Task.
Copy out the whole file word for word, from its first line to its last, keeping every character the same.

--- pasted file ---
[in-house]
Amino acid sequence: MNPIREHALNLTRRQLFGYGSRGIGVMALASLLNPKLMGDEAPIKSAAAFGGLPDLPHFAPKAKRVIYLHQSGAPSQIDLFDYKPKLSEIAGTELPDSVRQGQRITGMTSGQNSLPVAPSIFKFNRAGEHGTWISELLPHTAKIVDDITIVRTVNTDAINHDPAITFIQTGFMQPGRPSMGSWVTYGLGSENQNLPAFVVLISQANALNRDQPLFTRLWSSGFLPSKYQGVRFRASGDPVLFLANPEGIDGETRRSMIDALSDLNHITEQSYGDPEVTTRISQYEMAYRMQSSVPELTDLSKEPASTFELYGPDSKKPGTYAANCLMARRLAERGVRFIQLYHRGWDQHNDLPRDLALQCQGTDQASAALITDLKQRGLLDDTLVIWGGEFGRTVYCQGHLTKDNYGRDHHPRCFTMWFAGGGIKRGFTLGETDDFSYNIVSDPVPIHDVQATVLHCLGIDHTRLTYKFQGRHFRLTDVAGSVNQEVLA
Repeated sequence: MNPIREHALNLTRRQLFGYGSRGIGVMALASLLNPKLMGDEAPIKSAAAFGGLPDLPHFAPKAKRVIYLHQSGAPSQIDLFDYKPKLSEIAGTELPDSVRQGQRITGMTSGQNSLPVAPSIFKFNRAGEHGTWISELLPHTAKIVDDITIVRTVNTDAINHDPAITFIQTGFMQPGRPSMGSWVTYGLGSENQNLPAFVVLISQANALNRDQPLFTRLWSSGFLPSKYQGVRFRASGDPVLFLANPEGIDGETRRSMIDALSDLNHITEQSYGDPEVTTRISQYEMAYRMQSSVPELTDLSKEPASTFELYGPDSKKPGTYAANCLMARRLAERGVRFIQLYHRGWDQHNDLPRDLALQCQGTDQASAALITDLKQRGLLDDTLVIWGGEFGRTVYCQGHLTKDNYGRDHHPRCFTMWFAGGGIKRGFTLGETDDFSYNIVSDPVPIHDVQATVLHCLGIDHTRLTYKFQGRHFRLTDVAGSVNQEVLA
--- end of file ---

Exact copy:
[in-house]
Amino acid sequence: MNPIREHALNLTRRQLFGYGSRGIGVMALASLLNPKLMGDEAPIKSAAAFGGLPDLPHFAPKAKRVIYLHQSGAPSQIDLFDYKPKLSEIAGTELPDSVRQGQRITGMTSGQNSLPVAPSIFKFNRAGEHGTWISELLPHTAKIVDDITIVRTVNTDAINHDPAITFIQTGFMQPGRPSMGSWVTYGLGSENQNLPAFVVLISQANALNRDQPLFTRLWSSGFLPSKYQGVRFRASGDPVLFLANPEGIDGETRRSMIDALSDLNHITEQSYGDPEVTTRISQYEMAYRMQSSVPELTDLSKEPASTFELYGPDSKKPGTYAANCLMARRLAERGVRFIQLYHRGWDQHNDLPRDLALQCQGTDQASAALITDLKQRGLLDDTLVIWGGEFGRTVYCQGHLTKDNYGRDHHPRCFTMWFAGGGIKRGFTLGETDDFSYNIVSDPVPIHDVQATVLHCLGIDHTRLTYKFQGRHFRLTDVAGSVNQEVLA
Repeated sequence: MNPIREHALNLTRRQLFGYGSRGIGVMALASLLNPKLMGDEAPIKSAAAFGGLPDLPHFAPKAKRVIYLHQSGAPSQIDLFDYKPKLSEIAGTELPDSVRQGQRITGMTSGQNSLPVAPSIFKFNRAGEHGTWISELLPHTAKIVDDITIVRTVNTDAINHDPAITFIQTGFMQPGRPSMGSWVTYGLGSENQNLPAFVVLISQANALNRDQPLFTRLWSSGFLPSKYQGVRFRASGDPVLFLANPEGIDGETRRSMIDALSDLNHITEQSYGDPEVTTRISQYEMAYRMQSSVPELTDLSKEPASTFELYGPDSKKPGTYAANCLMARRLAERGVRFIQLYHRGWDQHNDLPRDLALQCQGTDQASAALITDLKQRGLLDDTLVIWGGEFGRTVYCQGHLTKDNYGRDHHPRCFTMWFAGGGIKRGFTLGETDDFSYNIVSDPVPIHDVQATVLHCLGIDHTRLTYKFQGRHFRLTDVAGSVNQEVLA